Testing the Presence of Outliers in Regression Models

72 Pages Posted: 8 Aug 2018 Last revised: 15 Feb 2020

See all articles by Xiyu Jiao

Xiyu Jiao

University of Oxford - Department of Economics

Felix Pretis

University of Victoria, Department of Economics; University of Oxford - Institute for New Economic Thinking at the Oxford Martin School

Date Written: July 20, 2018

Abstract

Algorithms used to detect outliers in regression models have a positive probability of finding outliers even when the data generation process has no outliers. We propose two sets of tests for the overall presence of outliers based on the false-discovery rate of outliers. First, `simple' tests on whether the proportion (or number) of detected outliers deviates from its expected value. Second, `scaling' tests on whether the proportion (or number) of detected outliers decreases proportionally with the level of the cut-off used to detect outliers. The proposed tests can be uniformly applied to regressions regardless of whether the regressors are stationary, deterministically trending, unit root, or explosive processes. We show the versatility of the tests in a classic cross-sectional model of economic growth as well as a panel difference-in-differences model of CO2 emissions in response to the introduction of North America's first major carbon tax. Our tests show the presence of significant outliers in emissions in the un-taxed control group which results in an over-estimation of the emissions reductions in response to the carbon tax.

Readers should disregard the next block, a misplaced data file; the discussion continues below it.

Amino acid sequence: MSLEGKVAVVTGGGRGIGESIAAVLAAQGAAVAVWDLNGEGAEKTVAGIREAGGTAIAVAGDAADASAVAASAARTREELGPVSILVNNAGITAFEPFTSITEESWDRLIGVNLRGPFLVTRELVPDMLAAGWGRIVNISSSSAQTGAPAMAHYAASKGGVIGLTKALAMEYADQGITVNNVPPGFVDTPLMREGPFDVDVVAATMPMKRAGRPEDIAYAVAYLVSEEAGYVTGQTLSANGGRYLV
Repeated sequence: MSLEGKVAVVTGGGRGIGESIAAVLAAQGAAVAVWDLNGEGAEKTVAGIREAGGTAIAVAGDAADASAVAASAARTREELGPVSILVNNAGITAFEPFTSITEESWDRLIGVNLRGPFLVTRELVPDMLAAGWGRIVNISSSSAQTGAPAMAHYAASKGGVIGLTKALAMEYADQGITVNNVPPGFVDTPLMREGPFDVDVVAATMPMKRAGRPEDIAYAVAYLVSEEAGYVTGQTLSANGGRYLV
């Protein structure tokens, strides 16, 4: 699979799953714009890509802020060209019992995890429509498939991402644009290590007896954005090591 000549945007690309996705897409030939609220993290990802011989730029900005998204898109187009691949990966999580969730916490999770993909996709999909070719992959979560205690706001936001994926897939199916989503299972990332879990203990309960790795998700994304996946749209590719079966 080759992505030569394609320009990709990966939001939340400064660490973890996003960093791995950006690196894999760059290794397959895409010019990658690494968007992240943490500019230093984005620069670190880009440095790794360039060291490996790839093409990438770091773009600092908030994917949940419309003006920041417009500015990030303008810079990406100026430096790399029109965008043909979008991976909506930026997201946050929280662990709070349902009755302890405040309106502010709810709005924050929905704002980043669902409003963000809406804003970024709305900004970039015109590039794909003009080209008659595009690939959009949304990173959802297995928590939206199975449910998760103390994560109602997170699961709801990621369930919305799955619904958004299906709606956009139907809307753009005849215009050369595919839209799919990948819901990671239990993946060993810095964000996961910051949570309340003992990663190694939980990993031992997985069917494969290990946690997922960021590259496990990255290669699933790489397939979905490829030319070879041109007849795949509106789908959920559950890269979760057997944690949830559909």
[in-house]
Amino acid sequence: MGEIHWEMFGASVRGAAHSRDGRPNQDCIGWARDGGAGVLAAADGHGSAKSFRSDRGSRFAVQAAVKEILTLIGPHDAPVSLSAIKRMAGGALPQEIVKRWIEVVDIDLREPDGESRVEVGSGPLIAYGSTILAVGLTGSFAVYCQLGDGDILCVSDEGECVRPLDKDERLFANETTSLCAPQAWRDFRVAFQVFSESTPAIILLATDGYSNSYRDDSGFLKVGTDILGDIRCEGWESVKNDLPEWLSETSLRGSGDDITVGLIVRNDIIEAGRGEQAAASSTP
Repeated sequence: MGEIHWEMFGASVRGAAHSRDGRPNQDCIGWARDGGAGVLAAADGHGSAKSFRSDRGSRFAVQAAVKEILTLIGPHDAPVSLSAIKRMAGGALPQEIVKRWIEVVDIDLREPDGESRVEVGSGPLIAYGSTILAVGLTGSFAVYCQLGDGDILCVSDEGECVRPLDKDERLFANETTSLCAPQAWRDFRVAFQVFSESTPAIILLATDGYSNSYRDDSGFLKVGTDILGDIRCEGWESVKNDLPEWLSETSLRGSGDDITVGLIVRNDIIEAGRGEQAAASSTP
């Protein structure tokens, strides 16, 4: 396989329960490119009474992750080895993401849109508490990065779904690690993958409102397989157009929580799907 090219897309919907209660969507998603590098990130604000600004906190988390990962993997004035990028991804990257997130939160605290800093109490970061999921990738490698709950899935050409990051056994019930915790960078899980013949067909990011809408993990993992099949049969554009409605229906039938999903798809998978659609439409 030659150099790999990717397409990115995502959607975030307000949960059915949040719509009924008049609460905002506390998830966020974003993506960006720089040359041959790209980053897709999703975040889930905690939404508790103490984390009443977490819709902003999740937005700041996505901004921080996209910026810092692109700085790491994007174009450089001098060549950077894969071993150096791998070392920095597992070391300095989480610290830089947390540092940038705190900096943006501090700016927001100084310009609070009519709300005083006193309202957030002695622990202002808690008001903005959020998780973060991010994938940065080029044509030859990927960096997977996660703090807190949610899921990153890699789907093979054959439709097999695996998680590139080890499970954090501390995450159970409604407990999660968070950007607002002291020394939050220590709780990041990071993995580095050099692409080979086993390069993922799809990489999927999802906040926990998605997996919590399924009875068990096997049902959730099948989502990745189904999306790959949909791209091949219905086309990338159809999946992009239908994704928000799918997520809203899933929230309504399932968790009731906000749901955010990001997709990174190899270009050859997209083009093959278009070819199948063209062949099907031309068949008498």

Keywords: misspecification, outlier detection, robust estimation, iterated 1-step Huber-skip M-estimator, indicator saturation

JEL Classification: C12, C52

Suggested Citation

Jiao, Xiyu and Pretis, Felix, Testing the Presence of Outliers in Regression Models (July 20, 2018). Available at SSRN: https://ssrn.com/abstract=3217213 or http://dx.doi.org/10.2139/ssrn.3217213

Xiyu Jiao

University of Oxford - Department of Economics ( email )

10 Manor Rd
Oxford, OX1 3UQ
United Kingdom

Felix Pretis (Contact Author)

University of Victoria, Department of Economics ( email )

3800 Finnerty Rd
Victoria, British Columbia V8P 5C2
Canada

University of Oxford - Institute for New Economic Thinking at the Oxford Martin School ( email )

Eagle House
Walton Well Road
Oxford, OX2 6ED
United Kingdom

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